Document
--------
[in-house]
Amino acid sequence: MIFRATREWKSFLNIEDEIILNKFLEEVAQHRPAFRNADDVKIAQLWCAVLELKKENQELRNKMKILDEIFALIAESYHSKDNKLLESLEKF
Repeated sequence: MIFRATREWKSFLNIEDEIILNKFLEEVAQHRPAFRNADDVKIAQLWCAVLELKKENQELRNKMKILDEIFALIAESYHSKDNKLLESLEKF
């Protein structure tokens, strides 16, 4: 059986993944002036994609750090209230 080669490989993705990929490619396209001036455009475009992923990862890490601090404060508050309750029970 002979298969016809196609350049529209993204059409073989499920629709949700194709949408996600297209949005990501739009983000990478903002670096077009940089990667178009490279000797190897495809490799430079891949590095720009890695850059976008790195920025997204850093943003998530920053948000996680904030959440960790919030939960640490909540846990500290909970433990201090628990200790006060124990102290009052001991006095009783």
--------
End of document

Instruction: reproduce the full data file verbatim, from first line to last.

[in-house]
Amino acid sequence: MIFRATREWKSFLNIEDEIILNKFLEEVAQHRPAFRNADDVKIAQLWCAVLELKKENQELRNKMKILDEIFALIAESYHSKDNKLLESLEKF
Repeated sequence: MIFRATREWKSFLNIEDEIILNKFLEEVAQHRPAFRNADDVKIAQLWCAVLELKKENQELRNKMKILDEIFALIAESYHSKDNKLLESLEKF
């Protein structure tokens, strides 16, 4: 059986993944002036994609750090209230 080669490989993705990929490619396209001036455009475009992923990862890490601090404060508050309750029970 002979298969016809196609350049529209993204059409073989499920629709949700194709949408996600297209949005990501739009983000990478903002670096077009940089990667178009490279000797190897495809490799430079891949590095720009890695850059976008790195920025997204850093943003998530920053948000996680904030959440960790919030939960640490909540846990500290909970433990201090628990200790006060124990102290009052001991006095009783």